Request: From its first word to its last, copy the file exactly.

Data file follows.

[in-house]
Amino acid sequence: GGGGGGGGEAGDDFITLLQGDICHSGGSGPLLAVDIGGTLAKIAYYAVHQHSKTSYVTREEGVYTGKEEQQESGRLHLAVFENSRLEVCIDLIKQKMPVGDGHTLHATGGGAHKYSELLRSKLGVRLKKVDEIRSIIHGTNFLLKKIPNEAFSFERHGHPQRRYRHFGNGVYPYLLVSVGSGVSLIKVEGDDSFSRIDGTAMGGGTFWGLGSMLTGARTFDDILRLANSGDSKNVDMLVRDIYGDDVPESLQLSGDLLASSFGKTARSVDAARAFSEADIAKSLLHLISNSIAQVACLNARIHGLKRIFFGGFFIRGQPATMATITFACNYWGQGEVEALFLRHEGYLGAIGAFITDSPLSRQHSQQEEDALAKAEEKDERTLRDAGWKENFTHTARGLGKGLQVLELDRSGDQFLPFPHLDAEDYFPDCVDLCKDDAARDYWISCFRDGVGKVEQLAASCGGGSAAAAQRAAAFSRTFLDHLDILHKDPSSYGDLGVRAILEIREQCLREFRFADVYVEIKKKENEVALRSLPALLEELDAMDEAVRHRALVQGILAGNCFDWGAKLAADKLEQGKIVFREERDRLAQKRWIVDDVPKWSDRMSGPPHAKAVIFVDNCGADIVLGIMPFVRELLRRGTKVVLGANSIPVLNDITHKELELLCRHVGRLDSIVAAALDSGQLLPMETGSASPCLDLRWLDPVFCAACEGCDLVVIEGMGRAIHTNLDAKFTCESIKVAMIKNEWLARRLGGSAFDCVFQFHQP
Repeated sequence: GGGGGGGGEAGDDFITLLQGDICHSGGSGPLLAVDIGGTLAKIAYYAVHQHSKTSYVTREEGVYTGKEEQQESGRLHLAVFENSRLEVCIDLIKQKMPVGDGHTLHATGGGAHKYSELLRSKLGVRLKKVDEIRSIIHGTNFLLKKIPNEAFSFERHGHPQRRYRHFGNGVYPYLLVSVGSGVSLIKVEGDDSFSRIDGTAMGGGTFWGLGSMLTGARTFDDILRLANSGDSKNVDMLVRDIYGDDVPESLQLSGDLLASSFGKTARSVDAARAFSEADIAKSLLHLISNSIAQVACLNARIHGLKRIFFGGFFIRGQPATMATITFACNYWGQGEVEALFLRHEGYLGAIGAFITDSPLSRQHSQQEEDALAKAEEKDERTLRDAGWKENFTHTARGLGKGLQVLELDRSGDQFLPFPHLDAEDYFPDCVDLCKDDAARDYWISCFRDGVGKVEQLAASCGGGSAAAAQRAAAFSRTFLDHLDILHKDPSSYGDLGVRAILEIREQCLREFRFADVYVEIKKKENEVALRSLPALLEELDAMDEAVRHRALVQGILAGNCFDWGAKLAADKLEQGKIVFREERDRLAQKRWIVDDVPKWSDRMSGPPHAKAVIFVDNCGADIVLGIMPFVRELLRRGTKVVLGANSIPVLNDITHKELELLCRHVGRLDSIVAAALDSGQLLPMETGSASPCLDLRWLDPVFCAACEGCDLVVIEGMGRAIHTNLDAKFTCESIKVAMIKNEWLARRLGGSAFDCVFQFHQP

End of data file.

[in-house]
Amino acid sequence: GGGGGGGGEAGDDFITLLQGDICHSGGSGPLLAVDIGGTLAKIAYYAVHQHSKTSYVTREEGVYTGKEEQQESGRLHLAVFENSRLEVCIDLIKQKMPVGDGHTLHATGGGAHKYSELLRSKLGVRLKKVDEIRSIIHGTNFLLKKIPNEAFSFERHGHPQRRYRHFGNGVYPYLLVSVGSGVSLIKVEGDDSFSRIDGTAMGGGTFWGLGSMLTGARTFDDILRLANSGDSKNVDMLVRDIYGDDVPESLQLSGDLLASSFGKTARSVDAARAFSEADIAKSLLHLISNSIAQVACLNARIHGLKRIFFGGFFIRGQPATMATITFACNYWGQGEVEALFLRHEGYLGAIGAFITDSPLSRQHSQQEEDALAKAEEKDERTLRDAGWKENFTHTARGLGKGLQVLELDRSGDQFLPFPHLDAEDYFPDCVDLCKDDAARDYWISCFRDGVGKVEQLAASCGGGSAAAAQRAAAFSRTFLDHLDILHKDPSSYGDLGVRAILEIREQCLREFRFADVYVEIKKKENEVALRSLPALLEELDAMDEAVRHRALVQGILAGNCFDWGAKLAADKLEQGKIVFREERDRLAQKRWIVDDVPKWSDRMSGPPHAKAVIFVDNCGADIVLGIMPFVRELLRRGTKVVLGANSIPVLNDITHKELELLCRHVGRLDSIVAAALDSGQLLPMETGSASPCLDLRWLDPVFCAACEGCDLVVIEGMGRAIHTNLDAKFTCESIKVAMIKNEWLARRLGGSAFDCVFQFHQP
Repeated sequence: GGGGGGGGEAGDDFITLLQGDICHSGGSGPLLAVDIGGTLAKIAYYAVHQHSKTSYVTREEGVYTGKEEQQESGRLHLAVFENSRLEVCIDLIKQKMPVGDGHTLHATGGGAHKYSELLRSKLGVRLKKVDEIRSIIHGTNFLLKKIPNEAFSFERHGHPQRRYRHFGNGVYPYLLVSVGSGVSLIKVEGDDSFSRIDGTAMGGGTFWGLGSMLTGARTFDDILRLANSGDSKNVDMLVRDIYGDDVPESLQLSGDLLASSFGKTARSVDAARAFSEADIAKSLLHLISNSIAQVACLNARIHGLKRIFFGGFFIRGQPATMATITFACNYWGQGEVEALFLRHEGYLGAIGAFITDSPLSRQHSQQEEDALAKAEEKDERTLRDAGWKENFTHTARGLGKGLQVLELDRSGDQFLPFPHLDAEDYFPDCVDLCKDDAARDYWISCFRDGVGKVEQLAASCGGGSAAAAQRAAAFSRTFLDHLDILHKDPSSYGDLGVRAILEIREQCLREFRFADVYVEIKKKENEVALRSLPALLEELDAMDEAVRHRALVQGILAGNCFDWGAKLAADKLEQGKIVFREERDRLAQKRWIVDDVPKWSDRMSGPPHAKAVIFVDNCGADIVLGIMPFVRELLRRGTKVVLGANSIPVLNDITHKELELLCRHVGRLDSIVAAALDSGQLLPMETGSASPCLDLRWLDPVFCAACEGCDLVVIEGMGRAIHTNLDAKFTCESIKVAMIKNEWLARRLGGSAFDCVFQFHQP